Dear mom, I’m back out on a lam and it’s time to start writing again. This is the longest I’ve neglected our blog since we started writing over 4 (FOUR!!) years ago. Living at home made this back-and-forth seem pointless. What … Continue reading
I am out of words. The year has flown by and I can’t seem to catch the days. I find myself spending more and more time in doctor’s offices and wondering if it’s because I have the luxury of time to pay attention to my aches and pains or because my increasingly aching joints are urgently demanding my attention. My braces are finally off, but now the real work on my teeth begins. It turns out that the orthodonture expense was only a small down payment for what comes next… a lot more time in the dental chair. I joked with Dad that we’re going to be one of those couples where the wife’s body falls apart and the husband loses his mind. Fortunately, Dad’s body and mind both seem to be holding out better than mine.
I don’t want to be one of those old people who is always talking about their most current physical imposition. I don’t want to be one of those people spending all their time and money on procedures and tests and therapies. I am way too young to be that old. Despite myself, I am holding onto, sometimes by a thread, my good attitude, positive outlook and enduring gratitude for my body and its steadfast and loyal performance all these years. My most recent new doctor told me that she couldn’t remember if she had ever known anyone who had lived with diabetes for fifty years.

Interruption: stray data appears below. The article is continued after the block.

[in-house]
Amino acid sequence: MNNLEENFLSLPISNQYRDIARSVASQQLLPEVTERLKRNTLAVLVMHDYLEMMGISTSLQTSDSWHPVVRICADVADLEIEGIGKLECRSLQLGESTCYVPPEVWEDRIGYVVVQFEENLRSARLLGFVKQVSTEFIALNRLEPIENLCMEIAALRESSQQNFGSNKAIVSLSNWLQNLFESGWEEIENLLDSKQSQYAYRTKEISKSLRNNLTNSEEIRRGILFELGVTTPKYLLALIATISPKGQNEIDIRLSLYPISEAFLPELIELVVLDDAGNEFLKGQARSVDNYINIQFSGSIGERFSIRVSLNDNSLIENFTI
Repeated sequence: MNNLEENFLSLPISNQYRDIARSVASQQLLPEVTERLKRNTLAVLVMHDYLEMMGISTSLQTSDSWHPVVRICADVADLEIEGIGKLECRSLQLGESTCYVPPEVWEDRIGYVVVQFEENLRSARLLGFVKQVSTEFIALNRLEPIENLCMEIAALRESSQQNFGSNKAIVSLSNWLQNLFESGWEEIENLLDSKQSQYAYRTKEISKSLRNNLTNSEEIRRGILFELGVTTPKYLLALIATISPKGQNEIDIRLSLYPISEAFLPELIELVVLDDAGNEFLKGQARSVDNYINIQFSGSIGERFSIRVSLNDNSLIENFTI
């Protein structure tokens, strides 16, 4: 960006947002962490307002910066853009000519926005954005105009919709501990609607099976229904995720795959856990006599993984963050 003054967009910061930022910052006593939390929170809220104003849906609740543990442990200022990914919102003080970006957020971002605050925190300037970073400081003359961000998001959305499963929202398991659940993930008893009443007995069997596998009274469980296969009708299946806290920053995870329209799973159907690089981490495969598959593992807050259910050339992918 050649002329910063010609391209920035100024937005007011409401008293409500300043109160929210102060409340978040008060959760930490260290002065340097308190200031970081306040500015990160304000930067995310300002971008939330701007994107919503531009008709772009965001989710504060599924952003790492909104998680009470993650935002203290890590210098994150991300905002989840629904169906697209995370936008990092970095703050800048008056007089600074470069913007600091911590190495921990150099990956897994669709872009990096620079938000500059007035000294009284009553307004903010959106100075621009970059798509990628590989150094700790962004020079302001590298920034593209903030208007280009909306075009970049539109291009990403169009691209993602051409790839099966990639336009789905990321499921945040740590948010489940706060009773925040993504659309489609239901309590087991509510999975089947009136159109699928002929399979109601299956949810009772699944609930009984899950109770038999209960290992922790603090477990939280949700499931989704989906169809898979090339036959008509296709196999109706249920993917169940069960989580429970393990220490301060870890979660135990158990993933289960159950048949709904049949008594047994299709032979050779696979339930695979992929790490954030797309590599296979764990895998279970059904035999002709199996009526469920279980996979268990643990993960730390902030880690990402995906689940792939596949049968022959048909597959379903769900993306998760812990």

I am grateful…and I am scared. I’m not ready for my luck to run out. I want more years, more good years! My body doesn’t owe me anything, but I will keep pushing and stretching the limits of its capacity for as long as I am able and keep hoping that it enjoys the ride enough to stay right with me.
So forgive me if I bore you with my recent test results or whining complaints about some ache or pain. I will try not to act my old age. Know that I can be easily diverted and engaged in conversation or mutual activities, especially when they involve you.